Your website isn’t just a place where people can go to learn about your company. It’s a digital storefront, and the impression people get from your website will shape what they think of your company as a whole.

If you neglect your website, people will naturally believe you’ll neglect them too.

Yet, managing and designing a website that makes a positive impact on your audience can seem impossible. There are new website design elements to worry about every year, redefining what makes a good website.

You need to stay updated on the entire industry, and you need an eye for design. Good web design means thinking about the ways colors interact with each other while maintaining a solid understanding of design principles. It also means considering your audience’s online behavior, and what they want out of you.

Want to stay ahead and learn about how web design elements and trends may change in 2020? Keep reading below!

1. Be Bold

Companies want to make an impact on the world, and especially on their audiences. There is no room for meekness in any market, and weak web design will cost your company traffic and revenue. When you start making a website, you should design it to be immersive and bold, literally.

Many websites are adopting bold typefaces as part of their content and inbound marketing pages. Blog headlines are being written in large, impactful letters that can take up an entire screen. Their colors usually clash with their background images, so people naturally pay attention to what they have to say.

The sheer directness of bold typefaces makes an impact on the website’s audience. It convinces people that your company has something important to say and that people should listen.

Bold Typeface Has Been Around for a While, But Not Like This

You may feel like you’ve read that bold typeface is important before, and it’s true. Many web design trends in the past included brash and bold typeface to emphasize important sections of text. Yet, this new wave of bold typeface designs is different.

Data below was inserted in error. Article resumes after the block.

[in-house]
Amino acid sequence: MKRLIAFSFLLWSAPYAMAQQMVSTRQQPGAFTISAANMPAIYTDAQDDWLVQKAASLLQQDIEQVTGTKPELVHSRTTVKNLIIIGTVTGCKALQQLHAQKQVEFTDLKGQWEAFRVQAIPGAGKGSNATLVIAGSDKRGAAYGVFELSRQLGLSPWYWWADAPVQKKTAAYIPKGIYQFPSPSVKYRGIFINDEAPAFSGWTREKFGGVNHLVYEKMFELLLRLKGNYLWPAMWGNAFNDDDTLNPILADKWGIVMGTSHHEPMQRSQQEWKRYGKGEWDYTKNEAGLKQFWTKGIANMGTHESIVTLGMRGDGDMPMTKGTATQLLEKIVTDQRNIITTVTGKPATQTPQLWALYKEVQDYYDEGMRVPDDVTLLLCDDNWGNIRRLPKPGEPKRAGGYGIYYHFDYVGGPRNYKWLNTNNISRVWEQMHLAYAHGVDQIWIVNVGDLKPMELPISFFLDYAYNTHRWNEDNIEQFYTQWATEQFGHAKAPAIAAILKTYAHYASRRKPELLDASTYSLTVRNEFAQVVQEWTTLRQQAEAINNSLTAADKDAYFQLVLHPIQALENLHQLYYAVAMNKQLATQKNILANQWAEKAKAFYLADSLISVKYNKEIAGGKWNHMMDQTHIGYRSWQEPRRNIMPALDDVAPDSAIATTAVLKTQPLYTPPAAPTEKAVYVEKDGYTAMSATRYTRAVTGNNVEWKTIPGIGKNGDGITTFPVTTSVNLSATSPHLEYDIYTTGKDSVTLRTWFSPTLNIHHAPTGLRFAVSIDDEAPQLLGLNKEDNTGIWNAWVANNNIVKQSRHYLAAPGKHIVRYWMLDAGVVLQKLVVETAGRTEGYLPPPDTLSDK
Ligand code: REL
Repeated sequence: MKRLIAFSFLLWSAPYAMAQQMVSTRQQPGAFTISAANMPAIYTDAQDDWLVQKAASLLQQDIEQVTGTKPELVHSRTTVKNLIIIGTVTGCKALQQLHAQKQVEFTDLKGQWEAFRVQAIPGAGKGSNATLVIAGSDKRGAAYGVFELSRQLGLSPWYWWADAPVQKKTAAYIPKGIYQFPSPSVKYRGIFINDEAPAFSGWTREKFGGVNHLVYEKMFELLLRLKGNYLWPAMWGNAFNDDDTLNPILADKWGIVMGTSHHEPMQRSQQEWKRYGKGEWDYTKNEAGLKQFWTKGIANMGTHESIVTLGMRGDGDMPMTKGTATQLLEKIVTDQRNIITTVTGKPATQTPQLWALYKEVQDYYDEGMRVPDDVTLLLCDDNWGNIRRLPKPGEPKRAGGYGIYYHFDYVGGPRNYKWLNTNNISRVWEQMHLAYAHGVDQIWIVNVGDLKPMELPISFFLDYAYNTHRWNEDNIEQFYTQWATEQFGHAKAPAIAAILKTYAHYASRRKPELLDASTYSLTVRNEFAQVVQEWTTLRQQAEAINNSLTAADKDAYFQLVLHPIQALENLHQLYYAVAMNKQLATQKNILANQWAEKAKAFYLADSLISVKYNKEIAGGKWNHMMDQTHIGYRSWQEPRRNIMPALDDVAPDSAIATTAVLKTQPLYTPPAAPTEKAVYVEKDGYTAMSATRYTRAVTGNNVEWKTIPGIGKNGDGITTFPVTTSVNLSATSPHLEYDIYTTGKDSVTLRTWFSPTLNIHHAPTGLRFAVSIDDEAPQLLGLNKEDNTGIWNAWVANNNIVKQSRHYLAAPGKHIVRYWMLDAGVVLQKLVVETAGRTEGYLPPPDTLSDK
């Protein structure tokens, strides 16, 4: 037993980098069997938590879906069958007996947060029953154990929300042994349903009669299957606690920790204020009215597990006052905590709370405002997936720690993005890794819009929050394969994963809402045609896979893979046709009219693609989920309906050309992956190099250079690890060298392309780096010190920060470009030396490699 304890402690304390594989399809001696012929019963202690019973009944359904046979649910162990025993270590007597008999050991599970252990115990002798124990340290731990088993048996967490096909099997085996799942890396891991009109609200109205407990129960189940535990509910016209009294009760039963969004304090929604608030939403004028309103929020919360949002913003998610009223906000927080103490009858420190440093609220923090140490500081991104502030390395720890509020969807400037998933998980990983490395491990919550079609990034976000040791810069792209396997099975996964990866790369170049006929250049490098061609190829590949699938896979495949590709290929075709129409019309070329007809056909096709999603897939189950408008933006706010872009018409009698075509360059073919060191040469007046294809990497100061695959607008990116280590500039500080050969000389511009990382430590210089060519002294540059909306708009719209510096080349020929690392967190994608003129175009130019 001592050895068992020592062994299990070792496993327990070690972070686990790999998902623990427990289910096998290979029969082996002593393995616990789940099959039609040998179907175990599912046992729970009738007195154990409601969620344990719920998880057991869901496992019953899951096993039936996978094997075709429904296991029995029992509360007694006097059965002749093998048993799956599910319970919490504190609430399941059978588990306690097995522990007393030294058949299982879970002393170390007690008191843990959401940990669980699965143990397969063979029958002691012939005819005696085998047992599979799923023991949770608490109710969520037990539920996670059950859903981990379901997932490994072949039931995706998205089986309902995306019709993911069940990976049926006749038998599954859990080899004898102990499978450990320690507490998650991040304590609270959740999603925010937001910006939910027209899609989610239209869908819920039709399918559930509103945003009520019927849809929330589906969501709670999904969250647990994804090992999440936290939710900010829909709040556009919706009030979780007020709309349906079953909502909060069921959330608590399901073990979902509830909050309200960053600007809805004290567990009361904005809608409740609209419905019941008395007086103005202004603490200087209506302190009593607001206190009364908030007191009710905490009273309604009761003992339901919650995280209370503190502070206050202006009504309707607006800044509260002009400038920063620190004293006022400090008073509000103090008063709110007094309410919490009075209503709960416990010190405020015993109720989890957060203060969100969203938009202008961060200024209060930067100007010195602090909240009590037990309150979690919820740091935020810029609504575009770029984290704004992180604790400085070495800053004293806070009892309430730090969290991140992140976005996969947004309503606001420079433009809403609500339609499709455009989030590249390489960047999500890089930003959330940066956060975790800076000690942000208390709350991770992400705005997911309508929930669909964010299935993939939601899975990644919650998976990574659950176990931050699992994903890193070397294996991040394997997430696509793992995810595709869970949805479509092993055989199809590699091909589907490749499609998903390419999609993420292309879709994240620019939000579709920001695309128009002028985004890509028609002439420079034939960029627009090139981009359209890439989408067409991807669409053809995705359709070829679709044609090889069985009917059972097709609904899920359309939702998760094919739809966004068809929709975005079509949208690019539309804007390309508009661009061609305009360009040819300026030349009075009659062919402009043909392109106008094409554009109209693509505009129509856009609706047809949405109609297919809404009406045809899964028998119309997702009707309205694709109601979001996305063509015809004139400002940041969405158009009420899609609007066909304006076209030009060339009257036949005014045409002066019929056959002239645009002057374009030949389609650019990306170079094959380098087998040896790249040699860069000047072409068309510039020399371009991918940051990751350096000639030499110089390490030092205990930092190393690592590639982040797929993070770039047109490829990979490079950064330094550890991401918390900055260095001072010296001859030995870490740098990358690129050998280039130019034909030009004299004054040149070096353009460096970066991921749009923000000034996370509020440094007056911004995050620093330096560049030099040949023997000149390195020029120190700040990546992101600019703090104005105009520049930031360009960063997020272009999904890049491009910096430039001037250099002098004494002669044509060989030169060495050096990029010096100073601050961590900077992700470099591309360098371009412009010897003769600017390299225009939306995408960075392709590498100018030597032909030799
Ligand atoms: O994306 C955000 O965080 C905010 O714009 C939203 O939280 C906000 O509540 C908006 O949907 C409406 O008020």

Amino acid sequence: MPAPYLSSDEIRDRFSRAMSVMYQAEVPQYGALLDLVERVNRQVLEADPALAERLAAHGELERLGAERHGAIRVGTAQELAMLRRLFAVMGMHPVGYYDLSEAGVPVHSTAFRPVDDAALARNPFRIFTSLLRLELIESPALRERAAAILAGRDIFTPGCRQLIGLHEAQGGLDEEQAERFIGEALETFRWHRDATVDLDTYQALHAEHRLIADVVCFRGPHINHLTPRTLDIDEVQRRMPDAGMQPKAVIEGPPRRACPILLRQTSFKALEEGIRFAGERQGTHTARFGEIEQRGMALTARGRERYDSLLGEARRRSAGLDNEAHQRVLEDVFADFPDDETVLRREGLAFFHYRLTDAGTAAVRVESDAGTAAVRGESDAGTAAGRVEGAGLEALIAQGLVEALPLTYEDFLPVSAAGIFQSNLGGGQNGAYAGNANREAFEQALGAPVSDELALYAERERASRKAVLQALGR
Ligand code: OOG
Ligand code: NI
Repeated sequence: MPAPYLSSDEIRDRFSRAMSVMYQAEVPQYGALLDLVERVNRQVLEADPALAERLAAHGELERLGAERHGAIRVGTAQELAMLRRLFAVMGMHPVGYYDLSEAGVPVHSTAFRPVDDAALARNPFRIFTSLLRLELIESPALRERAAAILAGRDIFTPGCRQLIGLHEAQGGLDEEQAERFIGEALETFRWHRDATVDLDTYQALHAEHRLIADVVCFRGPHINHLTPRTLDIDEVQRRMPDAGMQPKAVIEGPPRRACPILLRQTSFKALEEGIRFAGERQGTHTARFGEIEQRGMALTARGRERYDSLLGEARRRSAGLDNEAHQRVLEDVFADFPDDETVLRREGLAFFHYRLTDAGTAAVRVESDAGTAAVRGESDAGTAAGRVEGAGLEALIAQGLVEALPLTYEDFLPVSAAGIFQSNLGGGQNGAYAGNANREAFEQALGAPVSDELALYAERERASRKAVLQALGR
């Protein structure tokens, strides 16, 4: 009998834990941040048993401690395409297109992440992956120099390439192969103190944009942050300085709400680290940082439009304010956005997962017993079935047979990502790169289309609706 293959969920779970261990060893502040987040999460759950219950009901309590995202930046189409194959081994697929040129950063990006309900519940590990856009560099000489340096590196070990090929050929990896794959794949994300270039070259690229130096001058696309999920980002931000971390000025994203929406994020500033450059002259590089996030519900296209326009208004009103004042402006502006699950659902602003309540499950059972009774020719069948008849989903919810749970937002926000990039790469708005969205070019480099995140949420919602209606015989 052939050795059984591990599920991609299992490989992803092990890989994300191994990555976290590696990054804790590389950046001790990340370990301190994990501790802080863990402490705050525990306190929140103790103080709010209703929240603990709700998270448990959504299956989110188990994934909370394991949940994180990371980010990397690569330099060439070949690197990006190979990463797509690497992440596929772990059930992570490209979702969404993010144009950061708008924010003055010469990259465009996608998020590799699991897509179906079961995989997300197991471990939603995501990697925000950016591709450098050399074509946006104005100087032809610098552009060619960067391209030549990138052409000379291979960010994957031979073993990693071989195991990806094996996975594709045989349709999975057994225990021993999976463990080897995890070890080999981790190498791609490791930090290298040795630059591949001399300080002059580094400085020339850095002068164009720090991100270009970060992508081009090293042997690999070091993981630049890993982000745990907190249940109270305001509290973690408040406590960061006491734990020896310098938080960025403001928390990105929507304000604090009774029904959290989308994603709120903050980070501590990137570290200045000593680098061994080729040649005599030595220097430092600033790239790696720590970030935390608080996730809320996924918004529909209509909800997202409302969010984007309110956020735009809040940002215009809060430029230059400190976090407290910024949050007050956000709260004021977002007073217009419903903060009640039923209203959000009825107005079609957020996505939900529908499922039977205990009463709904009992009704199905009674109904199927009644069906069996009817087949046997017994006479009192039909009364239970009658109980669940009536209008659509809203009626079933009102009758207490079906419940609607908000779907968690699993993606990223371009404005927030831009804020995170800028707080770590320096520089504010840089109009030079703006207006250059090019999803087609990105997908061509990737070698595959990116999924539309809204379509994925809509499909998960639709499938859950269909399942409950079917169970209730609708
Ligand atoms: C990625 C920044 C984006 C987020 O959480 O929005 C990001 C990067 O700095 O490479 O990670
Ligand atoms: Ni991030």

Entire webpages may be dedicated to a simple headline, written in a bold Sans or rounded typeface. The text’s design may follow a brand’s softer appearance, or it may be sans-softness and work to seize the audience’s attention.

Yet, the design doesn’t just stop at the headline. Quotable sections of text may be highlighted in bold typeface throughout an article. Subheaders can also follow the same design as the main headline.

2. Get Off the Grid and Embrace Asymmetry

When web design first began as a legitimate industry, entire web pages were displayed on a grid. Designers had to place ‘div’ elements on a preset grid, and everything had to be organized according to it. And while the grid helped make information easier to organize, it crippled designers’ creative spirits.

Now, the internet is going off the grid and websites are embracing asymmetrical design elements. Online photography portfolios are displayed according to images’ dimensions, instead of how they fit into a grid square. Some elements may span three and a half images, while others may take up almost no space at all.

This kind of design makes browsing digital content fluid and engaging. It makes the website less of a platform for content and more like an experience in itself. It’s only a matter of time before bloggers, businesses, and other people start redesigning their websites like this, too.